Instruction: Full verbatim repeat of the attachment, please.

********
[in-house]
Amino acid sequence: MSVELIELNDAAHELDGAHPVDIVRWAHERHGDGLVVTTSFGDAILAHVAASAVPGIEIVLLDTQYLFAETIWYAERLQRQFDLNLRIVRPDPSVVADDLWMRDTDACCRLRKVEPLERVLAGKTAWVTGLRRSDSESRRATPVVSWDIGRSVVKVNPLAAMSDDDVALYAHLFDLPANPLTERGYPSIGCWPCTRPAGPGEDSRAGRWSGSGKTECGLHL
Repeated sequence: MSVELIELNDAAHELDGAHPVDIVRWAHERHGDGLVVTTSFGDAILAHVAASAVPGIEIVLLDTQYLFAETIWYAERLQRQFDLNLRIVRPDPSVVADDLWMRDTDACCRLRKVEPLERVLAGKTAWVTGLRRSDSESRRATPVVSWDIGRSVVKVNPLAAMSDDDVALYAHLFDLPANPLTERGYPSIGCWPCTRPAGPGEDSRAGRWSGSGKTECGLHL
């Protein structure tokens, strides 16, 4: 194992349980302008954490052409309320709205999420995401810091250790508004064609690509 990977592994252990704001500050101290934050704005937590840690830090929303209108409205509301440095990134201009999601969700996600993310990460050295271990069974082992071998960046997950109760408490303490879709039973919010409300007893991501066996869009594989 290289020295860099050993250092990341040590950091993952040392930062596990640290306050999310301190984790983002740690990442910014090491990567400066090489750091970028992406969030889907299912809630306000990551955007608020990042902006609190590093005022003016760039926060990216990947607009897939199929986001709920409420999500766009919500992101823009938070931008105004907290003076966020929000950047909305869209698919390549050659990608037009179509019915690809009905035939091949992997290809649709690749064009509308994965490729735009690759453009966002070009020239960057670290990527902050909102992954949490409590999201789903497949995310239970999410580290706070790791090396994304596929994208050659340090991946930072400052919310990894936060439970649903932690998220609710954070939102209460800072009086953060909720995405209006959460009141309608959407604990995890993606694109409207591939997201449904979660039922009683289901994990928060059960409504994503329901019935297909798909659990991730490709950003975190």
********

[in-house]
Amino acid sequence: MSVELIELNDAAHELDGAHPVDIVRWAHERHGDGLVVTTSFGDAILAHVAASAVPGIEIVLLDTQYLFAETIWYAERLQRQFDLNLRIVRPDPSVVADDLWMRDTDACCRLRKVEPLERVLAGKTAWVTGLRRSDSESRRATPVVSWDIGRSVVKVNPLAAMSDDDVALYAHLFDLPANPLTERGYPSIGCWPCTRPAGPGEDSRAGRWSGSGKTECGLHL
Repeated sequence: MSVELIELNDAAHELDGAHPVDIVRWAHERHGDGLVVTTSFGDAILAHVAASAVPGIEIVLLDTQYLFAETIWYAERLQRQFDLNLRIVRPDPSVVADDLWMRDTDACCRLRKVEPLERVLAGKTAWVTGLRRSDSESRRATPVVSWDIGRSVVKVNPLAAMSDDDVALYAHLFDLPANPLTERGYPSIGCWPCTRPAGPGEDSRAGRWSGSGKTECGLHL
């Protein structure tokens, strides 16, 4: 194992349980302008954490052409309320709205999420995401810091250790508004064609690509 990977592994252990704001500050101290934050704005937590840690830090929303209108409205509301440095990134201009999601969700996600993310990460050295271990069974082992071998960046997950109760408490303490879709039973919010409300007893991501066996869009594989 290289020295860099050993250092990341040590950091993952040392930062596990640290306050999310301190984790983002740690990442910014090491990567400066090489750091970028992406969030889907299912809630306000990551955007608020990042902006609190590093005022003016760039926060990216990947607009897939199929986001709920409420999500766009919500992101823009938070931008105004907290003076966020929000950047909305869209698919390549050659990608037009179509019915690809009905035939091949992997290809649709690749064009509308994965490729735009690759453009966002070009020239960057670290990527902050909102992954949490409590999201789903497949995310239970999410580290706070790791090396994304596929994208050659340090991946930072400052919310990894936060439970649903932690998220609710954070939102209460800072009086953060909720995405209006959460009141309608959407604990995890993606694109409207591939997201449904979660039922009683289901994990928060059960409504994503329901019935297909798909659990991730490709950003975190």